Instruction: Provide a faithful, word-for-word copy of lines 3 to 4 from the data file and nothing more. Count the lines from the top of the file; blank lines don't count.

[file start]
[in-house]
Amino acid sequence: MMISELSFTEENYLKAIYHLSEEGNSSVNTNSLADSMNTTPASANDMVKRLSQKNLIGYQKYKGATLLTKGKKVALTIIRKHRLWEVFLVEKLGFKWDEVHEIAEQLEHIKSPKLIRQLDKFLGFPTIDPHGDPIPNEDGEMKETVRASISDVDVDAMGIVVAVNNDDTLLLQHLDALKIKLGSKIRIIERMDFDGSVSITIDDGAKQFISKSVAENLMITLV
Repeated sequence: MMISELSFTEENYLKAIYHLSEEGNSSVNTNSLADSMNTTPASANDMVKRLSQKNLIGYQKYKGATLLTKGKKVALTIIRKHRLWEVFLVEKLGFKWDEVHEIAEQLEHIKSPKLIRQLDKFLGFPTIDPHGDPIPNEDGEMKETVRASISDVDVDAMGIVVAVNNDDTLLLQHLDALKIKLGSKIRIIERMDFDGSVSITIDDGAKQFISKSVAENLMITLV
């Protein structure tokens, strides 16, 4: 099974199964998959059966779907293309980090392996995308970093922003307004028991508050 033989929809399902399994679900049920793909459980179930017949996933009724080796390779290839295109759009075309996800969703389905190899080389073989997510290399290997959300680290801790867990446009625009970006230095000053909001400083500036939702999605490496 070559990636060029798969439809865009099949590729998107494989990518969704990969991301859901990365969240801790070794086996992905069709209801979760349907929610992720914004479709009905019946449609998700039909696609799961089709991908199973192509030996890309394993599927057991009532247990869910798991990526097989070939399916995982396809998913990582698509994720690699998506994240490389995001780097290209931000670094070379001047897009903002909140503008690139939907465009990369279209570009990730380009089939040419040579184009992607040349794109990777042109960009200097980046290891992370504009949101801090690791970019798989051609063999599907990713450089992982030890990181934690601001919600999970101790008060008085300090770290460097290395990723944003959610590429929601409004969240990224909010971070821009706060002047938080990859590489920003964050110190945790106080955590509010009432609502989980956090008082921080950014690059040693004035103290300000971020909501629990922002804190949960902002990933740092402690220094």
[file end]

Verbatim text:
Repeated sequence: MMISELSFTEENYLKAIYHLSEEGNSSVNTNSLADSMNTTPASANDMVKRLSQKNLIGYQKYKGATLLTKGKKVALTIIRKHRLWEVFLVEKLGFKWDEVHEIAEQLEHIKSPKLIRQLDKFLGFPTIDPHGDPIPNEDGEMKETVRASISDVDVDAMGIVVAVNNDDTLLLQHLDALKIKLGSKIRIIERMDFDGSVSITIDDGAKQFISKSVAENLMITLV
């Protein structure tokens, strides 16, 4: 099974199964998959059966779907293309980090392996995308970093922003307004028991508050 033989929809399902399994679900049920793909459980179930017949996933009724080796390779290839295109759009075309996800969703389905190899080389073989997510290399290997959300680290801790867990446009625009970006230095000053909001400083500036939702999605490496 070559990636060029798969439809865009099949590729998107494989990518969704990969991301859901990365969240801790070794086996992905069709209801979760349907929610992720914004479709009905019946449609998700039909696609799961089709991908199973192509030996890309394993599927057991009532247990869910798991990526097989070939399916995982396809998913990582698509994720690699998506994240490389995001780097290209931000670094070379001047897009903002909140503008690139939907465009990369279209570009990730380009089939040419040579184009992607040349794109990777042109960009200097980046290891992370504009949101801090690791970019798989051609063999599907990713450089992982030890990181934690601001919600999970101790008060008085300090770290460097290395990723944003959610590429929601409004969240990224909010971070821009706060002047938080990859590489920003964050110190945790106080955590509010009432609502989980956090008082921080950014690059040693004035103290300000971020909501629990922002804190949960902002990933740092402690220094």